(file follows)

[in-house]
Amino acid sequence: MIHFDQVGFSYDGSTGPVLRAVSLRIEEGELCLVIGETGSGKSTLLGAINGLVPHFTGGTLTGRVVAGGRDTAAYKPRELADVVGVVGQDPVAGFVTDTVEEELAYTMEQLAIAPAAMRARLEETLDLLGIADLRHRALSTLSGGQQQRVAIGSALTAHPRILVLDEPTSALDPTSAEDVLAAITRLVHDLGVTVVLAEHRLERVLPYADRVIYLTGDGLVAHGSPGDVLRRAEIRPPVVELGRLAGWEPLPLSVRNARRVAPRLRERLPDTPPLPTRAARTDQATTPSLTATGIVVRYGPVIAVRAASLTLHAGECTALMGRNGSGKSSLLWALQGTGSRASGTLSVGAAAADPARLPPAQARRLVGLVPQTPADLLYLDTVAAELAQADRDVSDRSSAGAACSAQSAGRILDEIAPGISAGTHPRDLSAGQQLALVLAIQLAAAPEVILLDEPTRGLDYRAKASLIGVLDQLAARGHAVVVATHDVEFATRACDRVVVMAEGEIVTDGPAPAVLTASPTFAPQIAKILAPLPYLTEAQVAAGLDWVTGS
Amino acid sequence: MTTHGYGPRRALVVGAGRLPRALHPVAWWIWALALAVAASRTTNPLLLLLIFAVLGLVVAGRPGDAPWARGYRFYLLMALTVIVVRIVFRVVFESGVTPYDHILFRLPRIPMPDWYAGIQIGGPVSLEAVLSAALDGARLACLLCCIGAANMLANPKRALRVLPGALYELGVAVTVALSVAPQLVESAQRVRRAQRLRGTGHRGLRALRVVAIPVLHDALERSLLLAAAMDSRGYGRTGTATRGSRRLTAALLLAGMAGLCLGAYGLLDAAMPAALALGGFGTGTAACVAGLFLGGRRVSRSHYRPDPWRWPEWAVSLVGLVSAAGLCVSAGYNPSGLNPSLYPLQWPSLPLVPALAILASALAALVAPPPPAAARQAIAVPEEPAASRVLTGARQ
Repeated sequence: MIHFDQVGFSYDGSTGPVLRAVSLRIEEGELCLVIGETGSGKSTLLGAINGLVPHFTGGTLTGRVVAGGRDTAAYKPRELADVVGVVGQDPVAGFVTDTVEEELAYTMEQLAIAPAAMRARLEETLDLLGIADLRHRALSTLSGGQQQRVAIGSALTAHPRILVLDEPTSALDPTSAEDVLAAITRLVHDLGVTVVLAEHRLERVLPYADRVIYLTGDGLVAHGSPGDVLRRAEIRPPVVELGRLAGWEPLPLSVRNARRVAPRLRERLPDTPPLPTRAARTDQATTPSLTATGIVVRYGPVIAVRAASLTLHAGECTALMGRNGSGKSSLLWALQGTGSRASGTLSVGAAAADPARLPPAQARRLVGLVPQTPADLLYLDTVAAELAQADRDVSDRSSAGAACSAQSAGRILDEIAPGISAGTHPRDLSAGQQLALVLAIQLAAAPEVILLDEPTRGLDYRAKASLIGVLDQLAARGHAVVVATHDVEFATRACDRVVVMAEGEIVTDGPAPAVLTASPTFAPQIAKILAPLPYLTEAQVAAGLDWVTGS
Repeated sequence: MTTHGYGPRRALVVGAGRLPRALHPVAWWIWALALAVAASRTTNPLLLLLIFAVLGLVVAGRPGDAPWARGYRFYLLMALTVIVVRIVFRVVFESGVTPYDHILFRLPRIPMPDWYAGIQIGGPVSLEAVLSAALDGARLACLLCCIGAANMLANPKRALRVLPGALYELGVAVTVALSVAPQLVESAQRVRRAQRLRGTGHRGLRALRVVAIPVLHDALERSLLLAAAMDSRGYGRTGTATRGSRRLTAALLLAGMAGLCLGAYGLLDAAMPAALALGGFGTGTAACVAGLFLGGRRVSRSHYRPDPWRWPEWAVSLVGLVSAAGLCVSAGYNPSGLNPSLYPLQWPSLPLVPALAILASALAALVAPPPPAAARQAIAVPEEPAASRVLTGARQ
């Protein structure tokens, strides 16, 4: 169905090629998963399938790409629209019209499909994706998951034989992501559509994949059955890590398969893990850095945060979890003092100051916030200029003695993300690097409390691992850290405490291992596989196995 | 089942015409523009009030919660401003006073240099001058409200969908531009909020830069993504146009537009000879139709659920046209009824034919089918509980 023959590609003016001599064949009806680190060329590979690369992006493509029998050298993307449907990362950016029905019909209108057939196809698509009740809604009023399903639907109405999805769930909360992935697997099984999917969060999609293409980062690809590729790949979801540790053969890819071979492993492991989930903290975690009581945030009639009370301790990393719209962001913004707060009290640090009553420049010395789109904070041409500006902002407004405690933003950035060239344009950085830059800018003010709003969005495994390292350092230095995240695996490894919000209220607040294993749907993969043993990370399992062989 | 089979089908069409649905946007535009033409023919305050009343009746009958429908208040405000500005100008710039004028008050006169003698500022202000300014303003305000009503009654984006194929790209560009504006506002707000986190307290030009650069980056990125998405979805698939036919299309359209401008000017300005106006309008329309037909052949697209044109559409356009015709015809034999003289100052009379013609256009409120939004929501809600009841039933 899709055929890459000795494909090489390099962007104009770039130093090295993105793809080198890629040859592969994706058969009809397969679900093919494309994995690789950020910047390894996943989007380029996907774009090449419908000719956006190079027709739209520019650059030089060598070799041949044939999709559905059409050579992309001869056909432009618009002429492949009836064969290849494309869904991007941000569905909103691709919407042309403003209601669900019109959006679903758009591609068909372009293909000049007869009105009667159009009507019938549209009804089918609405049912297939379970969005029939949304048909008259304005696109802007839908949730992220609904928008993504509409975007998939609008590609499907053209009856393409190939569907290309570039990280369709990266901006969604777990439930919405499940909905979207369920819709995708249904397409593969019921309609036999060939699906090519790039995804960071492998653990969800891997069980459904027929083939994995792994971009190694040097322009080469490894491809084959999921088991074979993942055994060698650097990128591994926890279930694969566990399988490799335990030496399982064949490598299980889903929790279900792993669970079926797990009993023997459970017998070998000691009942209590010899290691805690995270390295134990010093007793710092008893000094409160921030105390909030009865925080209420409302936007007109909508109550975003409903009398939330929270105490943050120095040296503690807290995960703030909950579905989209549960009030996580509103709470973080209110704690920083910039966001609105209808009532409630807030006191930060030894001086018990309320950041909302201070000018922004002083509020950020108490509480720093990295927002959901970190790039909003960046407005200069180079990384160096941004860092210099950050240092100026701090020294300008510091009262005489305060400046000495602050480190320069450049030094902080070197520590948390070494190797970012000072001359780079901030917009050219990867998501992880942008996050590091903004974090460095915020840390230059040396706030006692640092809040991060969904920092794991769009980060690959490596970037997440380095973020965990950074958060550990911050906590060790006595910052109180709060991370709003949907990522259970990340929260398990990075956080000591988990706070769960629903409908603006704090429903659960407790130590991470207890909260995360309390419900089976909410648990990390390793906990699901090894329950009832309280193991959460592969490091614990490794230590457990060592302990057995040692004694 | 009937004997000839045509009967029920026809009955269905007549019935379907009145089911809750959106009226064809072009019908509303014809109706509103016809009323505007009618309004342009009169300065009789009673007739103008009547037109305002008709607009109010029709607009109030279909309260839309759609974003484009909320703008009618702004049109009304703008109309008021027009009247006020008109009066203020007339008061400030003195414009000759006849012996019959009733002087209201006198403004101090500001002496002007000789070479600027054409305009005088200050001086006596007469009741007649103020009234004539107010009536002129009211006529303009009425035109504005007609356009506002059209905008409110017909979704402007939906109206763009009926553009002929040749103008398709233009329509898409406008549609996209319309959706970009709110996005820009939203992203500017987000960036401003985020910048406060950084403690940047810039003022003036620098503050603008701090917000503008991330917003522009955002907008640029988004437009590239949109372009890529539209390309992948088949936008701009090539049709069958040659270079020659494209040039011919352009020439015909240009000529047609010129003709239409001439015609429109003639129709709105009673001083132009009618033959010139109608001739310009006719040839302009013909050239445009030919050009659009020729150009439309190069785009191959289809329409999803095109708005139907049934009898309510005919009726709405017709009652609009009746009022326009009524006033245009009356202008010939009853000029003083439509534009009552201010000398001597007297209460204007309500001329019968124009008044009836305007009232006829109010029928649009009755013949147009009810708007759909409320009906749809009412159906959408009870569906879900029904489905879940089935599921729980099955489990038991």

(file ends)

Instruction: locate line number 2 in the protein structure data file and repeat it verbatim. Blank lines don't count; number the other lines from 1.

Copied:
Amino acid sequence: MIHFDQVGFSYDGSTGPVLRAVSLRIEEGELCLVIGETGSGKSTLLGAINGLVPHFTGGTLTGRVVAGGRDTAAYKPRELADVVGVVGQDPVAGFVTDTVEEELAYTMEQLAIAPAAMRARLEETLDLLGIADLRHRALSTLSGGQQQRVAIGSALTAHPRILVLDEPTSALDPTSAEDVLAAITRLVHDLGVTVVLAEHRLERVLPYADRVIYLTGDGLVAHGSPGDVLRRAEIRPPVVELGRLAGWEPLPLSVRNARRVAPRLRERLPDTPPLPTRAARTDQATTPSLTATGIVVRYGPVIAVRAASLTLHAGECTALMGRNGSGKSSLLWALQGTGSRASGTLSVGAAAADPARLPPAQARRLVGLVPQTPADLLYLDTVAAELAQADRDVSDRSSAGAACSAQSAGRILDEIAPGISAGTHPRDLSAGQQLALVLAIQLAAAPEVILLDEPTRGLDYRAKASLIGVLDQLAARGHAVVVATHDVEFATRACDRVVVMAEGEIVTDGPAPAVLTASPTFAPQIAKILAPLPYLTEAQVAAGLDWVTGS